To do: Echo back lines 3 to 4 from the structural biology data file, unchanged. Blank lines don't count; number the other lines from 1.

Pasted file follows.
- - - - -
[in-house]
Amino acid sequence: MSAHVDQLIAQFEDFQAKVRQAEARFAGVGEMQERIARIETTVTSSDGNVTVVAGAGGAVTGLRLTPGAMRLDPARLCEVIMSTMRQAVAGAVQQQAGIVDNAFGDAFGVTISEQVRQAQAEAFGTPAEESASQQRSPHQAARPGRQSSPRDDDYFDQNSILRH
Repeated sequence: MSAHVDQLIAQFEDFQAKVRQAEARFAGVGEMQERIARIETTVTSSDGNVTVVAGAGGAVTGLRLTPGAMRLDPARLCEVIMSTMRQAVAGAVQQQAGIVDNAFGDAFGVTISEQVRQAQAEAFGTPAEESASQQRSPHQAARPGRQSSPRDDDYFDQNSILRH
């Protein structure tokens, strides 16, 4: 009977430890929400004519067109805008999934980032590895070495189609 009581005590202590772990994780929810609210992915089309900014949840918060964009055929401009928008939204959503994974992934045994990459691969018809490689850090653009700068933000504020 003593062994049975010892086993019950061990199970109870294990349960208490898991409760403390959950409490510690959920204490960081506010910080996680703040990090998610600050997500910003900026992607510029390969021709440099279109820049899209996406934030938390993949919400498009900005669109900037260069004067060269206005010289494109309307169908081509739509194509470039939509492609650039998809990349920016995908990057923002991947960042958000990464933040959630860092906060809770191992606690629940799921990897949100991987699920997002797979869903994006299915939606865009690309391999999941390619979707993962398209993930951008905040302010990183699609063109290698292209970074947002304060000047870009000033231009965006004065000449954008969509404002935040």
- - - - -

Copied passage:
Repeated sequence: MSAHVDQLIAQFEDFQAKVRQAEARFAGVGEMQERIARIETTVTSSDGNVTVVAGAGGAVTGLRLTPGAMRLDPARLCEVIMSTMRQAVAGAVQQQAGIVDNAFGDAFGVTISEQVRQAQAEAFGTPAEESASQQRSPHQAARPGRQSSPRDDDYFDQNSILRH
């Protein structure tokens, strides 16, 4: 009977430890929400004519067109805008999934980032590895070495189609 009581005590202590772990994780929810609210992915089309900014949840918060964009055929401009928008939204959503994974992934045994990459691969018809490689850090653009700068933000504020 003593062994049975010892086993019950061990199970109870294990349960208490898991409760403390959950409490510690959920204490960081506010910080996680703040990090998610600050997500910003900026992607510029390969021709440099279109820049899209996406934030938390993949919400498009900005669109900037260069004067060269206005010289494109309307169908081509739509194509470039939509492609650039998809990349920016995908990057923002991947960042958000990464933040959630860092906060809770191992606690629940799921990897949100991987699920997002797979869903994006299915939606865009690309391999999941390619979707993962398209993930951008905040302010990183699609063109290698292209970074947002304060000047870009000033231009965006004065000449954008969509404002935040």